Why should you care?
Chronic abdominal pain is a common problem that affects up to
20 percent of all school-aged children and teens. That's nearly a
quarter of any local classroom at any given time. Despite how many
youth struggle with abdominal pain, there is no clear agreement
among medical professionals about how best to manage it. In the
Abdominal Pain Program (APP) at Children's Mercy, we use a
multidisciplinary approach that involves initial evaluation and
follow-up by a team of professionals, including a pediatric
gastroenterologist and pediatric psychologist and, occasionally,
biofeedback therapists, dietitians, and other health professionals.
Using this model, we take into account the many factors
(biological, psychological, and social) that we believe can
contribute to abdominal pain in children.
The only way to know for sure that this approach is the best way
of taking care of our patients is to measure patient improvement in
a regular, standardized way and closely monitor what we find. By
doing this, we are able to identify opportunities to make our care
even better. We also think that this information can help parents
make the most informed decisions about their children's
Who is impacted?
Everyone who experiences, lives with, and/or cares for a child
with chronic abdominal pain is affected by it. We know that some
kids suffer emotional and social difficulties as a result of their
physical symptoms that complicate their treatment course and
greatly affect their quality of life, as well as the quality of
life of those who care for them. Without proper treatment, we know
that abdominal pain and the related consequences don't get better
on their own. In a recent review of our clinic patients, we
found that the typical child has experienced abdominal pain for
about two years at the time of their initial evaluation.
What does this all mean?
We ask children and their parents, when they first arrive in our
clinic, to rate the child's current level of pain and how much the
pain interferes with the child's ability to go to school, spend
time with family and friends, do chores, etc. When the child
returns for his or her first follow-up visit, families tell us
whether they think their child is doing worse, the same, or
better than at the time of their first appointment. Since February
2011, the average child's pain rating, at the time of
initial evaluation, was classified as "mild" to
"moderate." The average child's disability
rating indicated that pain was "occasionally" to
"regularly" interfering in everyday activities.
By the time children returned for their first follow up visit
(typically 2 to 8 weeks from the time of initial evaluation), about
30 percent reported that their symptoms were
nearly or completely gone and they were back to
all of their normal daily activities. An additional
26 percent reported that their pain was better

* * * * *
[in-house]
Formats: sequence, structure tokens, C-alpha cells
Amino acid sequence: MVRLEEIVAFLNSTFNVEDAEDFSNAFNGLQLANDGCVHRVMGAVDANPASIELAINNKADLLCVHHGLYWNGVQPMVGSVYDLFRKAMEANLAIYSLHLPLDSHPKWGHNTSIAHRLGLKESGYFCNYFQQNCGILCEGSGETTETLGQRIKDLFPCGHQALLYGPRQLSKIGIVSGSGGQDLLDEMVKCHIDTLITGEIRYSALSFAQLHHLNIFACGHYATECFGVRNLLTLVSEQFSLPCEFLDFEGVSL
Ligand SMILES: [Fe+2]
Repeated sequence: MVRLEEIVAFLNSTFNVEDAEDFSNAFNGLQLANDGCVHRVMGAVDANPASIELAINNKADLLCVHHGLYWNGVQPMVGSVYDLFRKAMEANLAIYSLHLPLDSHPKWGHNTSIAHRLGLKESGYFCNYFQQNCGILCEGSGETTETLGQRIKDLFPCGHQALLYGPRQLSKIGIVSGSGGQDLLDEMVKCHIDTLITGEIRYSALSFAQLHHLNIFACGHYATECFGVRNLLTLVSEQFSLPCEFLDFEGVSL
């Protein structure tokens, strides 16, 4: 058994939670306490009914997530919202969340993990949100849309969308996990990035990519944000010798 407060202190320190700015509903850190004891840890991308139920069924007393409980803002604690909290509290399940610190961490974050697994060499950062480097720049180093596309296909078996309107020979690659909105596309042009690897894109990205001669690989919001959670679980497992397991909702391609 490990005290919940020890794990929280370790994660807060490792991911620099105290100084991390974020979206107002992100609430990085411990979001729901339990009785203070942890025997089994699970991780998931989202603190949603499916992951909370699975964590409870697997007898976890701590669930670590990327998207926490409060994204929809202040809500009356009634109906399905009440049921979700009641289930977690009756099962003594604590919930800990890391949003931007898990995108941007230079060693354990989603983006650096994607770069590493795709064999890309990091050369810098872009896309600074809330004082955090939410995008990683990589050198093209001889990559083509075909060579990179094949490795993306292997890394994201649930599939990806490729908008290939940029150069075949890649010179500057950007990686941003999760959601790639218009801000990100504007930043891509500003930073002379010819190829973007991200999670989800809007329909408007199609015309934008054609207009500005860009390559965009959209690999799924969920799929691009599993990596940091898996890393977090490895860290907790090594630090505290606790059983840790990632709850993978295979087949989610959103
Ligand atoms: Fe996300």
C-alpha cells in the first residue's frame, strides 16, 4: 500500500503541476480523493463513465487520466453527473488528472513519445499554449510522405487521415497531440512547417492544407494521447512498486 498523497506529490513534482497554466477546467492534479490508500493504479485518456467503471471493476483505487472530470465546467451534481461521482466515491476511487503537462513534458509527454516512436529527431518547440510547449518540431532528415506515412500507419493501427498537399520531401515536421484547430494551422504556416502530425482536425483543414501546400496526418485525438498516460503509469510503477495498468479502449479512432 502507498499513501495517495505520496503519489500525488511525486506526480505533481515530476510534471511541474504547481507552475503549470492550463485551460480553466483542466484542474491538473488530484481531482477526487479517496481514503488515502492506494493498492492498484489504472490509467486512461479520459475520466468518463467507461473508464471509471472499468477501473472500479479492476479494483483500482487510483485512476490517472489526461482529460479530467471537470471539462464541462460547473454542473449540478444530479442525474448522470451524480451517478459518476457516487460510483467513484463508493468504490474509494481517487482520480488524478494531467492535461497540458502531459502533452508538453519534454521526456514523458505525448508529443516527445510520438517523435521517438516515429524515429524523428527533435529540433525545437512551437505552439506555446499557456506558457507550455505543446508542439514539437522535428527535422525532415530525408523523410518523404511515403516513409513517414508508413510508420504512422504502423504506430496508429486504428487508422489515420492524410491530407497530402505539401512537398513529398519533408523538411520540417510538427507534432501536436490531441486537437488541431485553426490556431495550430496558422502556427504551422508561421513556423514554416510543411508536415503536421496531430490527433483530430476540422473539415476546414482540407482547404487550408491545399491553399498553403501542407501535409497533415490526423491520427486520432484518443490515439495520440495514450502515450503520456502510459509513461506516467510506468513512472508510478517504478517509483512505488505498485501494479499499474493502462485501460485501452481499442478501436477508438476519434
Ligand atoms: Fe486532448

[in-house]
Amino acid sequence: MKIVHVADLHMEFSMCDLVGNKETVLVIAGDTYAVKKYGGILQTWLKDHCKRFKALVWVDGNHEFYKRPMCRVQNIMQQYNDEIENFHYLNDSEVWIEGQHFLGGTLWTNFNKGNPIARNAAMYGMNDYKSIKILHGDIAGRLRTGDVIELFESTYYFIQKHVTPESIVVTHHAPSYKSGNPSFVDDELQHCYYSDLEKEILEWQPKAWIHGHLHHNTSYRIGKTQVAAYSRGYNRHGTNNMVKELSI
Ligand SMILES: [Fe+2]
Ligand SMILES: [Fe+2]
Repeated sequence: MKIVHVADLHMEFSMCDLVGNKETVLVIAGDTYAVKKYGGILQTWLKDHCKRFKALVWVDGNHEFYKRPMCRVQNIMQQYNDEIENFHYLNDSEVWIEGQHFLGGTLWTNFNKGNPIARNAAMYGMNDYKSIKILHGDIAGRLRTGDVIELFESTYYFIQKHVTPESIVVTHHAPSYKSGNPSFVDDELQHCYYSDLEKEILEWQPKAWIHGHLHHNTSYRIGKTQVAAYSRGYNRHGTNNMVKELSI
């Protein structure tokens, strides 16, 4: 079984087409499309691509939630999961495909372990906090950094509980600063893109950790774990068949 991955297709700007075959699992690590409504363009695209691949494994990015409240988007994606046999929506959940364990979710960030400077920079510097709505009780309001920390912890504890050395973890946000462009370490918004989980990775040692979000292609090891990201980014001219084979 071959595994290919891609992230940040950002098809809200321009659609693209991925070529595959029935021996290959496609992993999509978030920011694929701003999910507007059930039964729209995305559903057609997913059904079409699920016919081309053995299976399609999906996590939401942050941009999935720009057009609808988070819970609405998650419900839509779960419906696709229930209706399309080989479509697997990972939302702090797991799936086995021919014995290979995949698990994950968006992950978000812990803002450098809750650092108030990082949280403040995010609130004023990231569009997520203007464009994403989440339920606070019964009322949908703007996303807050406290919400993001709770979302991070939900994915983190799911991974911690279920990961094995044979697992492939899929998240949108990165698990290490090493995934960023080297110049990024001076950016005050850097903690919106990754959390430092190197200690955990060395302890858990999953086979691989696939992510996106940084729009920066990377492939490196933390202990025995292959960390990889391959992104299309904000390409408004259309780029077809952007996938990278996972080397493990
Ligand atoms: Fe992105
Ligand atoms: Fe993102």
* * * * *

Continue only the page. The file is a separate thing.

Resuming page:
but was still interfering with their daily activities to
The first follow up visit is just the initial step in our
comprehensive follow up program. Children who do not show
improvement by the first follow up visit continue to be followed by
our multidisciplinary team. Medication and other treatments are
added or removed, as needed, and patients' progress is closely
monitored. We are committed to helping all children find ways to
live unimpaired by abdominal pain.
Pain was gone OR pain was nearly gone or minimal and was not
interfering with a child's activities
Pain was better, but not yet minimal OR pain was minimal but still
interfering with a child's activities
Pain was the same or worse
What do our patients and families say?
In a recent survey, nearly 90% of the families
seen for their initial evaluation visit in the APP reported that
they were "very satisfied" with the visit.
Furthermore, over 90% of these same families
said that they intended to begin all of the
treatments (e.g., medications, biofeedback, and/or
individual therapy) recommended at their child's initial visit.
And, finally, when asked what specifically about the APP
evaluation was helpful to them, roughly half highlighted their
appreciation for the integrated medical and psychological
perspectives. Specific comments included: "Knowing that
they are looking at the whole picture, not just one-fourth of it" and "The
mind-body connection - having both doctors meet with us together
was very helpful." In sum, families said that having the medical
and psychological teams working together resulted in a treatment
plan in which all the components made sense and were tailored to
their child's unique needs.
Read the full article.
Where can I go for more information?
For more information please visit the Children's Mercy Hospital
Pain Program website. You can also call (816) 983-6975 to speak
with one of our clinic nurses.